It’s a pleasure to once again address the National Farmers’ Federation’s National Congress.
I begin by acknowledging the Traditional Owners of the land on which we meet, and pay my respects to Elders past, present and emerging.
I’ve been in the agriculture portfolio for five years.
People often ask me, why? The tone of their query too often suggests there are more important responsibilities. I reject that assertion.
There is no more important a sector than the one which feeds us, creates so much economic wealth, and makes such a valuable contribution to global food security and therefore, security and stability more generally.
I love my portfolio: it’s interesting, and it’s full of interesting, innovative and energetic people.
The sector is diverse, and it’s full of opportunity. Opportunities to create even more wealth, and to do things even better. It’s also full of challenges, and I love a challenge.
After all, what’s the point of being in politics if you’re not prepared to look at the big picture, tackle the big challenges and work with others to make the most of the opportunities on offer?
Two years ago I was here talking about the rapidly changing political environment and its implications for policy making and policy advocacy.
I believe it’s fair to say the pace of change since 2016 has not slowed.
I congratulate President Fiona Simson who in recent days, weeks and months has demonstrated she’s determined to lead a representative organisation which recognises and responds to the issues which challenge the farm sector.
Issues like climate variability and changing community attitudes.
And in a recent address to the National Press Club - and again this week - Fiona rightly sent the clear message: that if we want the food and fibre sectors to reach their full potential we need an overarching strategic plan to get there.
I welcome the NFF’s Road Map 2030, it’s a quality document with sensible ambitions and I’m right on board for the $100 billion target. In fact I believe we can do better.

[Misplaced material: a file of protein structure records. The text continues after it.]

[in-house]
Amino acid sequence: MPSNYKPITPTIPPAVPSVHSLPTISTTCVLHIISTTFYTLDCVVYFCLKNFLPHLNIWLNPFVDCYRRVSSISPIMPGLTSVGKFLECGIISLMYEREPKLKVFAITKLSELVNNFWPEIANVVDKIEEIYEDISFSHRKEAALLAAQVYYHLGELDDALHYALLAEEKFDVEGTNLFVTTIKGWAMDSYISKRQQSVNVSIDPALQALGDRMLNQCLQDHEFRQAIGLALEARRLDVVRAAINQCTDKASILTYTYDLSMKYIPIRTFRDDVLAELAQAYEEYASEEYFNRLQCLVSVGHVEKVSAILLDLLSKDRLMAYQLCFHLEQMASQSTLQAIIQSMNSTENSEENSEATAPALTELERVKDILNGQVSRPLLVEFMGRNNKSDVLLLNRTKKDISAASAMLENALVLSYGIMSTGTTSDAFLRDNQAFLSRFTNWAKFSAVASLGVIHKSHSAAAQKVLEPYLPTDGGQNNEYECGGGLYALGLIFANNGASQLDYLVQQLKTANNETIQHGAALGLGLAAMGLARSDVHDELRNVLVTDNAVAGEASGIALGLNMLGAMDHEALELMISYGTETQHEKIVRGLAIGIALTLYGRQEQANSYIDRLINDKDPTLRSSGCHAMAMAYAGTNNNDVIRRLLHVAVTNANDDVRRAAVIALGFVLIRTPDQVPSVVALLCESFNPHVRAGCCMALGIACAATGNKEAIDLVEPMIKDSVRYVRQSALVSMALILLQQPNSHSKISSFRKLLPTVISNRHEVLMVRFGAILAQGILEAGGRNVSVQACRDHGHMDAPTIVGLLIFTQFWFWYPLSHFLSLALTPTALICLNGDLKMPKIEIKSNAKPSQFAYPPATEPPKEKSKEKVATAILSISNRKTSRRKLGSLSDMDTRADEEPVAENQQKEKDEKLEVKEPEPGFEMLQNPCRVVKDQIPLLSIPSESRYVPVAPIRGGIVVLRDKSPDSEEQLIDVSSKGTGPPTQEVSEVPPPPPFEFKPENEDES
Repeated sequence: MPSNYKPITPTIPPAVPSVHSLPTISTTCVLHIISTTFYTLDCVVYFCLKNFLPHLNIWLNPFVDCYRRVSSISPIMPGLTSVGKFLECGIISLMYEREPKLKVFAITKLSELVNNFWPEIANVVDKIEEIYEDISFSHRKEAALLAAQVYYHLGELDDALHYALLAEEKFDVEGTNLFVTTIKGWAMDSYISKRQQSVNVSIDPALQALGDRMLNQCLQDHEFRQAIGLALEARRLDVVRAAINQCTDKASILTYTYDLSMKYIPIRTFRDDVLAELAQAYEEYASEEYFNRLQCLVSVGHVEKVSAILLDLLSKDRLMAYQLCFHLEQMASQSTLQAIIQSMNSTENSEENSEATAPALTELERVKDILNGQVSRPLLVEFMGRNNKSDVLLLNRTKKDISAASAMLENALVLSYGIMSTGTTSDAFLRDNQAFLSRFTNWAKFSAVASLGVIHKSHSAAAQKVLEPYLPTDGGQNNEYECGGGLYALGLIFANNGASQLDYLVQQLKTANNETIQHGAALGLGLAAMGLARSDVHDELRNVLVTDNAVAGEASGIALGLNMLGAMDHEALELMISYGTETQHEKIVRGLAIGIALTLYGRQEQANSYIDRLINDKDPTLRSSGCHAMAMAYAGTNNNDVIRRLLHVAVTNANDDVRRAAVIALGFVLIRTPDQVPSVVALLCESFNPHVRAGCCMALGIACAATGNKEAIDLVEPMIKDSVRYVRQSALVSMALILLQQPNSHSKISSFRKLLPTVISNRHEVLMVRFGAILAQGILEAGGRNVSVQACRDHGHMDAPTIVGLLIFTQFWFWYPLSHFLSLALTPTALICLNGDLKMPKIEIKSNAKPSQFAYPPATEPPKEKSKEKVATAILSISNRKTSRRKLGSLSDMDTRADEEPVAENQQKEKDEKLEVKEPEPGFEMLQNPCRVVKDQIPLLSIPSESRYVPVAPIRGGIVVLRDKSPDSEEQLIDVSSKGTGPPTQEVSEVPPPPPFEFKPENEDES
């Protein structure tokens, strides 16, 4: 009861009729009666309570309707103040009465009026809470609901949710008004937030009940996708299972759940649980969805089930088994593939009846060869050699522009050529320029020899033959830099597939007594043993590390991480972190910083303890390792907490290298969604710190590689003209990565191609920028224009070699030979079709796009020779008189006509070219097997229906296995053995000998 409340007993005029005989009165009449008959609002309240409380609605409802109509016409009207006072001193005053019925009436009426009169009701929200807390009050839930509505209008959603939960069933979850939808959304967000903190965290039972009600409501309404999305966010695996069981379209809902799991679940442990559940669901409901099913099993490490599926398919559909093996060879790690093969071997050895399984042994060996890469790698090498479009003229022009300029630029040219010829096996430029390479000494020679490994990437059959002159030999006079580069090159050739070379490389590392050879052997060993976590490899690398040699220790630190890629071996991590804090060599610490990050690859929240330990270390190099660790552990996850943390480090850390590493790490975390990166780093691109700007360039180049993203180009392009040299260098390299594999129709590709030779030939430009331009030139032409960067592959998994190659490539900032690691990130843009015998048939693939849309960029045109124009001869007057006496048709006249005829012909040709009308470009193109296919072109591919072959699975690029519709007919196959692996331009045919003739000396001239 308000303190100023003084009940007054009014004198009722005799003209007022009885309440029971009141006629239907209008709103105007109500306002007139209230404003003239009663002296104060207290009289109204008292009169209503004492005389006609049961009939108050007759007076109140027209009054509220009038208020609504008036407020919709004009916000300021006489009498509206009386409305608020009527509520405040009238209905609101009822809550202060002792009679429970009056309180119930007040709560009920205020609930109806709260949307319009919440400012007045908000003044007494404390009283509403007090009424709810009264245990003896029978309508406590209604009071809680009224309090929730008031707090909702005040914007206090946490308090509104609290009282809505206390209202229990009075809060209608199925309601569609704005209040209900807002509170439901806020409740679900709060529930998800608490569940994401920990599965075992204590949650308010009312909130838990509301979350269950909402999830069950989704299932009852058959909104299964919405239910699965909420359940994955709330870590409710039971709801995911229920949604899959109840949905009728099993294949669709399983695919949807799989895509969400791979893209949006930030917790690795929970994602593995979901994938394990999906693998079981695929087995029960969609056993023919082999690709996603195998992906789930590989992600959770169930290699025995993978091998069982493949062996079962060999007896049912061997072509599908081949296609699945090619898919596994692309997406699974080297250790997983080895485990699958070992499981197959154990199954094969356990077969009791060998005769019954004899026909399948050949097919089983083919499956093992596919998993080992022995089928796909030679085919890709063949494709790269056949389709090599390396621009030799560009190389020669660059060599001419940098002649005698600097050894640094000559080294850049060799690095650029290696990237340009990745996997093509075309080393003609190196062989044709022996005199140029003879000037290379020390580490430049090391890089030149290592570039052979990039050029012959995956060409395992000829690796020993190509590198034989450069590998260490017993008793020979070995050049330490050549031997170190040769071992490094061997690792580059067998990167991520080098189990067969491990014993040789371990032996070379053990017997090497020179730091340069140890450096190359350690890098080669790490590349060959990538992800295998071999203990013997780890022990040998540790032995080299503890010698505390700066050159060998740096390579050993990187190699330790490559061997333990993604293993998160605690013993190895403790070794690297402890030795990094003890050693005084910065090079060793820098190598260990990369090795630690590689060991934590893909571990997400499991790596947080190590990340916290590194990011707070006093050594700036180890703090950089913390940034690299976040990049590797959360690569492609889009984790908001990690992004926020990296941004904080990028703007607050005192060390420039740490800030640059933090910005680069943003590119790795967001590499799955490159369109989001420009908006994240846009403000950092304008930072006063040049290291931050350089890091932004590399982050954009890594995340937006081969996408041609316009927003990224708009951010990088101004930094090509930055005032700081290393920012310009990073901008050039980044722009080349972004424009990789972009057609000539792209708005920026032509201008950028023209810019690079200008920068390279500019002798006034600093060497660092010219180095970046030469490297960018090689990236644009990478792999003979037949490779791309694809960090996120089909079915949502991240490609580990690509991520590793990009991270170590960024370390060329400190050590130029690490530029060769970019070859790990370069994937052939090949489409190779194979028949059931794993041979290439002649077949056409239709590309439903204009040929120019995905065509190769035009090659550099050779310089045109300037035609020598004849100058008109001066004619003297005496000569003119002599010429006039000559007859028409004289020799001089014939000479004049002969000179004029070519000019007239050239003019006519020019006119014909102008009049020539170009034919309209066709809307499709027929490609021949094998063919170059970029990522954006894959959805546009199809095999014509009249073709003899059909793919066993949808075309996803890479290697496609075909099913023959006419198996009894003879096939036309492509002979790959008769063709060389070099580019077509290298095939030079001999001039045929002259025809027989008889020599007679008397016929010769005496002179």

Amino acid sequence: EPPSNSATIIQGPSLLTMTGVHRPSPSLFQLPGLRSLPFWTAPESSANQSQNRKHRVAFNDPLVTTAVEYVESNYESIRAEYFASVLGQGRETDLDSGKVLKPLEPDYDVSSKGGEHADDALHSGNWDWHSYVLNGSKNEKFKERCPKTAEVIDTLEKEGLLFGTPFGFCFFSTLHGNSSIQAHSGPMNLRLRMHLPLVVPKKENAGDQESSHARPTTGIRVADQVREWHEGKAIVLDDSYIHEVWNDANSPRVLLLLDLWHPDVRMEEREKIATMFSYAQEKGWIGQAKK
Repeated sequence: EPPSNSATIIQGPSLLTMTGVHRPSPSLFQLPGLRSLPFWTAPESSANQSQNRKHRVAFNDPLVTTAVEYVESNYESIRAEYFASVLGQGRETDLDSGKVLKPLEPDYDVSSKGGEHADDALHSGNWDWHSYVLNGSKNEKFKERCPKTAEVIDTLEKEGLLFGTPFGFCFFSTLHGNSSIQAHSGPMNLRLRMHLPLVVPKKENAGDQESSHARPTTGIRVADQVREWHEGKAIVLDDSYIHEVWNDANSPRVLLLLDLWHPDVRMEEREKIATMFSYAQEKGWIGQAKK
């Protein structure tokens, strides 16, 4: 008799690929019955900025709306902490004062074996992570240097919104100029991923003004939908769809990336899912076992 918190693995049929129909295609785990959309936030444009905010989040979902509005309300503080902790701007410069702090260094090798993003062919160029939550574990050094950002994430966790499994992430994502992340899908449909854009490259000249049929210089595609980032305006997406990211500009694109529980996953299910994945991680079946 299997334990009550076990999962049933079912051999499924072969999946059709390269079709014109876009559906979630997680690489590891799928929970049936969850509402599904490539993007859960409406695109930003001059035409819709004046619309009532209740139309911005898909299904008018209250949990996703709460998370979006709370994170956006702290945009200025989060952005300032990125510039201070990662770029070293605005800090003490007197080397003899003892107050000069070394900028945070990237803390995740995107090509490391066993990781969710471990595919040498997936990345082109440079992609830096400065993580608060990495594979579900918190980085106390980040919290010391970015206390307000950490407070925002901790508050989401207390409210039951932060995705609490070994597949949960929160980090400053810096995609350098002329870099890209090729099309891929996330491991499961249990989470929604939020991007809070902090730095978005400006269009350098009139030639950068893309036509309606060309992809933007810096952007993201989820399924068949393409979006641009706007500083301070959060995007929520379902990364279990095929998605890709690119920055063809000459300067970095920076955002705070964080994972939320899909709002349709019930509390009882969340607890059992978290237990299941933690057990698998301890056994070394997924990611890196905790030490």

But Fiona – and I say this is in the nicest possible way – that’s enough reports now. At least for a while.
It’s time to act, not just talk. We don’t have a moment to lose and I’d love the opportunity to drive that over-arching strategic plan for the sector.
I now have enough reports in my office to cover more than one very large desk.
Most of them are of high quality; including
- the NFF’s February 2013 “Blueprint for Australian Agriculture” ;
- the former Labor Government’s 2013 National Food Plan;
- the NFF’s 2018 “Talking 2030” and,
- RIRDC ‘Rural Industry Futures” report of 2013.
You won’t be surprised to hear me say, the 2015 Agriculture White Paper falls into another category. In my office it’s filed under “F” for failed.
The better reports vary in focus, volume and quality.
But most say basically the same thing: that the sector faces both opportunities and challenges and if we’re smart about it, the future can be bright.
Each of them has some focus on at least eight common themes:-
- New and improved export market opportunities;
- Research, innovation and technology;
- Sustainable profitability;
- Capital requirements; and,
- Biosecurity and traceability
These are all critically important issues for the food and fibre sectors and they are all priorities for me.
But I’d like to touch on three issues which I believe warrant greater attention.
The first is changing community attitudes and consumer preferences. The second is climate change and sustainable profitability. The third is the quest for premium markets.
We are all familiar with the way innovation is disrupting traditional markets everywhere - ride sharing, Airbnb, and the media landscape to name just a few.
But innovation is not the only disrupter, changing consumer attitudes and preferences are impacting too. Indeed the two go hand-in-hand.
More than ever before, people are becoming more discerning about the products they eat. They’ve always sought high quality, clean and safe product. And over recent years they’ve focused more and more on the health benefits of their food.